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Golfers will be pleased to note a recent decision of the Outer House of the Scottish Court of Session in a case in which a 70-year-old ball spotter at a golf club tournament sued a golfer whose ball hit him in the face.
The player was playing the sixth hole, but had hit his tee shot onto the fairway of the 12th hole and wished to play off that fairway back to the sixth. When the ball spotter went to warn spectators that they should move out of the way of the line of flight of the golfer, the player’s ball hit him in the right eye and he lost the sight in that eye as a result.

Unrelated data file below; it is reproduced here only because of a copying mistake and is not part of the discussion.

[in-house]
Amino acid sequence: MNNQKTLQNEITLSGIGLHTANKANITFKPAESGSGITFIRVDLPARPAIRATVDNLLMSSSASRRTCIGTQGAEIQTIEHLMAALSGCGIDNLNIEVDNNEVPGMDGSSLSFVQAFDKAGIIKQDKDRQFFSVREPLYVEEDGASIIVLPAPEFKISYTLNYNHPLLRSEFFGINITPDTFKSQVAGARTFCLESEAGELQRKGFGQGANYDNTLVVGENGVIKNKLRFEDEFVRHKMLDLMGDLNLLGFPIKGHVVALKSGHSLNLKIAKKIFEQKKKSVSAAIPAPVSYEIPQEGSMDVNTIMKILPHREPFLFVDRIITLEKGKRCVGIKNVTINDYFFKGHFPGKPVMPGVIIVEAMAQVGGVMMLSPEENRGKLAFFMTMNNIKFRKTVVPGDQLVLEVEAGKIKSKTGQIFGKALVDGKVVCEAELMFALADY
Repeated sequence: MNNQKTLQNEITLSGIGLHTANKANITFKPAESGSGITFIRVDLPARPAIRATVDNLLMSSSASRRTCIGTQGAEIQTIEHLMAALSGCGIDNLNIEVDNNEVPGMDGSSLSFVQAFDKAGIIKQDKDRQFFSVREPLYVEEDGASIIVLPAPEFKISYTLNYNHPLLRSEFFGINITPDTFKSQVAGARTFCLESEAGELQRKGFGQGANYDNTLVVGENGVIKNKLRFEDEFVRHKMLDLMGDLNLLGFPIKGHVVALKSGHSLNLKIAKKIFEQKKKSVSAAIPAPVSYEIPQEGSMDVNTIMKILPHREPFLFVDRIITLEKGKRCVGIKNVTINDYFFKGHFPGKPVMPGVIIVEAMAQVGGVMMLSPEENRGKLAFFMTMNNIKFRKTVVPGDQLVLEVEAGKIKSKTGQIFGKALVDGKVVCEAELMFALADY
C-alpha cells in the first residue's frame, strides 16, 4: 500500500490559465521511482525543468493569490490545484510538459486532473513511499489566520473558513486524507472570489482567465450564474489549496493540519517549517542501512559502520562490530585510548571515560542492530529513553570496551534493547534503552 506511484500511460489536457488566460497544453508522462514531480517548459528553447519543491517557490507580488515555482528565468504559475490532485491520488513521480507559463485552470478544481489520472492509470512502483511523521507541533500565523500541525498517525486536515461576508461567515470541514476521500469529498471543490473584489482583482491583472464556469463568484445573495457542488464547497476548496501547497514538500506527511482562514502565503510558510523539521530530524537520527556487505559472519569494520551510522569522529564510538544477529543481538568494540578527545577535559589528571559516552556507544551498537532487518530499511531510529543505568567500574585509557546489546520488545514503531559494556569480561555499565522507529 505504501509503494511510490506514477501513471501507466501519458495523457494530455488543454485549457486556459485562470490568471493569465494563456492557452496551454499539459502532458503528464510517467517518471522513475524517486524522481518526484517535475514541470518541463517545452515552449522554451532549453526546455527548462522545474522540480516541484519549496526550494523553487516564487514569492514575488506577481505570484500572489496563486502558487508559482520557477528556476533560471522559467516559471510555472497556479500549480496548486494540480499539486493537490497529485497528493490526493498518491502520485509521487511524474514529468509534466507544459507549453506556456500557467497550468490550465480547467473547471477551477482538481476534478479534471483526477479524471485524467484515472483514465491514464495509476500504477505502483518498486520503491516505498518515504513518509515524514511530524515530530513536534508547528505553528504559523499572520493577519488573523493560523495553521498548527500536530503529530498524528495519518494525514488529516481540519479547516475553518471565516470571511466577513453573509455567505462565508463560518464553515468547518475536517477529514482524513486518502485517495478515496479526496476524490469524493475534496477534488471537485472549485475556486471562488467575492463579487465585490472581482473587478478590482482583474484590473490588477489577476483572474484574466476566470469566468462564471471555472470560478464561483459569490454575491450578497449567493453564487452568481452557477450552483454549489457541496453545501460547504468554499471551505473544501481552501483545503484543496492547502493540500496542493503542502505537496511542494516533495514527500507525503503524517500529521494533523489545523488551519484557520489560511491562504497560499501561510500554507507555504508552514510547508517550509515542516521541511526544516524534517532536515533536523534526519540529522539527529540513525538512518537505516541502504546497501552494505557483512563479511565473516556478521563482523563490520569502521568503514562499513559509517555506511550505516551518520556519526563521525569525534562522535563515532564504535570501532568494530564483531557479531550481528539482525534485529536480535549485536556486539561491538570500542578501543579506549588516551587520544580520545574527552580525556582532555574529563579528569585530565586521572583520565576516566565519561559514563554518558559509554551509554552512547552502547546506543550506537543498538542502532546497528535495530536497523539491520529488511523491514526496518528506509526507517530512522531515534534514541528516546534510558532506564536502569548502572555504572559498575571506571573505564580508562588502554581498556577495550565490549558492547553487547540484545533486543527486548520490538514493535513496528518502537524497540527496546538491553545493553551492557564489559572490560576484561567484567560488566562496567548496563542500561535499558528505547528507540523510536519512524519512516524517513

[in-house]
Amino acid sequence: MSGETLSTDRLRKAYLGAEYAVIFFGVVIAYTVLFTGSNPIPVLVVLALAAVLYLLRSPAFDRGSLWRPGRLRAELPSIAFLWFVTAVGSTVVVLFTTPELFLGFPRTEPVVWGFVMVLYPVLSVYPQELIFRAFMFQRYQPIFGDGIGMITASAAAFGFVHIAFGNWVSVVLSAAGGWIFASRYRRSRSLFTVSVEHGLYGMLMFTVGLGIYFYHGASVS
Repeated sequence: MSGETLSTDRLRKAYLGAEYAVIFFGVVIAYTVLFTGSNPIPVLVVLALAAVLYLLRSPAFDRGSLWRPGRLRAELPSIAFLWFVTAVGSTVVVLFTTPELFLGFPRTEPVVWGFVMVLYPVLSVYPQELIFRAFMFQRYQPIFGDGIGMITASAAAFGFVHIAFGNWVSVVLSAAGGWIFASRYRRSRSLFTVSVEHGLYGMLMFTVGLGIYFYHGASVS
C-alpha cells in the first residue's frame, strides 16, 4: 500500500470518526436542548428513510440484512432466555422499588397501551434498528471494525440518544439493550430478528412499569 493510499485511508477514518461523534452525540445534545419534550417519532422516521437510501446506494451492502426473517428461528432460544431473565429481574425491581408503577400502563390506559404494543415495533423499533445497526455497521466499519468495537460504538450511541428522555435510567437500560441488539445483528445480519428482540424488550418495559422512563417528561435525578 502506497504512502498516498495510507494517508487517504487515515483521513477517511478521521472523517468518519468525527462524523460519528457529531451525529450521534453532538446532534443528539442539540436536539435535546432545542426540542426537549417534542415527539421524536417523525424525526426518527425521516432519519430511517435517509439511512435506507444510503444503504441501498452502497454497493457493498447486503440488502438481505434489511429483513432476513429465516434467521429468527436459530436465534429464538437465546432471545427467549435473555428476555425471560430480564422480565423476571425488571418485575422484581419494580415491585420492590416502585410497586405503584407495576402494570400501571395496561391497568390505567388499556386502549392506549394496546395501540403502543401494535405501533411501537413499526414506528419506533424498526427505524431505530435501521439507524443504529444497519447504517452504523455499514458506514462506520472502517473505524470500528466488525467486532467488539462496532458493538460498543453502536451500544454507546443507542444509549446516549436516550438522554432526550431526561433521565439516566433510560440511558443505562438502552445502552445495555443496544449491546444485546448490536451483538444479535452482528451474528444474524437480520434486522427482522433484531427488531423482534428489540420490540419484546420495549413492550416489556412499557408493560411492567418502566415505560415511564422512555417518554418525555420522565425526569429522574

The man claimed that the player did not wait for him to move out of the way of the expected line of flight, did not shout ‘fore’ before playing the ball and did not exercise reasonable care to avoid causing injury.
The golfer claimed that he was unable to see the ball spotter or the spectators and that the ball spotter must have been aware of the danger in any event. His failure to shout ‘fore’ was because he was unaware of any risk to anyone when he made his shot.
In a long judgment (233 paragraphs), the Court found that the golfer did not breach any duty of care to the man who was injured and dismissed the claim.
Although this case was decided on the specific facts, it does support the view that whilst reasonable care must be taken to ensure that one’s actions do not result in injury to others, there is a limit to the amount of care that is required to be exercised.